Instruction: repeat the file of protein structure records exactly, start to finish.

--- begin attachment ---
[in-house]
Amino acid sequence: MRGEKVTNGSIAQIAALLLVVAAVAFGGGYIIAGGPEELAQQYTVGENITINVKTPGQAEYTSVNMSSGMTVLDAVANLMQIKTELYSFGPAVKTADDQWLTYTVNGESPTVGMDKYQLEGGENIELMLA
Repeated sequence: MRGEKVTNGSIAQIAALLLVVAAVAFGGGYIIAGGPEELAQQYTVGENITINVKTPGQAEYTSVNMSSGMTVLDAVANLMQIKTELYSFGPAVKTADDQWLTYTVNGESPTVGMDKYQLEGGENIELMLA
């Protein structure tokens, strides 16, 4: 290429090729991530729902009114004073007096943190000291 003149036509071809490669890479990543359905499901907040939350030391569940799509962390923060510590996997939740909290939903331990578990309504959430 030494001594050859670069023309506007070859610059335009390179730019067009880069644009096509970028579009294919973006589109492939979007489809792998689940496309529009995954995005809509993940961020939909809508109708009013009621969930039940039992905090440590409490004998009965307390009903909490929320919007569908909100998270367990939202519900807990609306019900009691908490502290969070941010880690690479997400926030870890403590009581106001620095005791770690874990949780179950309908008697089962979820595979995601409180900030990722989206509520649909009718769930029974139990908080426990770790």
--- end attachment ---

[in-house]
Amino acid sequence: MRGEKVTNGSIAQIAALLLVVAAVAFGGGYIIAGGPEELAQQYTVGENITINVKTPGQAEYTSVNMSSGMTVLDAVANLMQIKTELYSFGPAVKTADDQWLTYTVNGESPTVGMDKYQLEGGENIELMLA
Repeated sequence: MRGEKVTNGSIAQIAALLLVVAAVAFGGGYIIAGGPEELAQQYTVGENITINVKTPGQAEYTSVNMSSGMTVLDAVANLMQIKTELYSFGPAVKTADDQWLTYTVNGESPTVGMDKYQLEGGENIELMLA
């Protein structure tokens, strides 16, 4: 290429090729991530729902009114004073007096943190000291 003149036509071809490669890479990543359905499901907040939350030391569940799509962390923060510590996997939740909290939903331990578990309504959430 030494001594050859670069023309506007070859610059335009390179730019067009880069644009096509970028579009294919973006589109492939979007489809792998689940496309529009995954995005809509993940961020939909809508109708009013009621969930039940039992905090440590409490004998009965307390009903909490929320919007569908909100998270367990939202519900807990609306019900009691908490502290969070941010880690690479997400926030870890403590009581106001620095005791770690874990949780179950309908008697089962979820595979995601409180900030990722989206509520649909009718769930029974139990908080426990770790």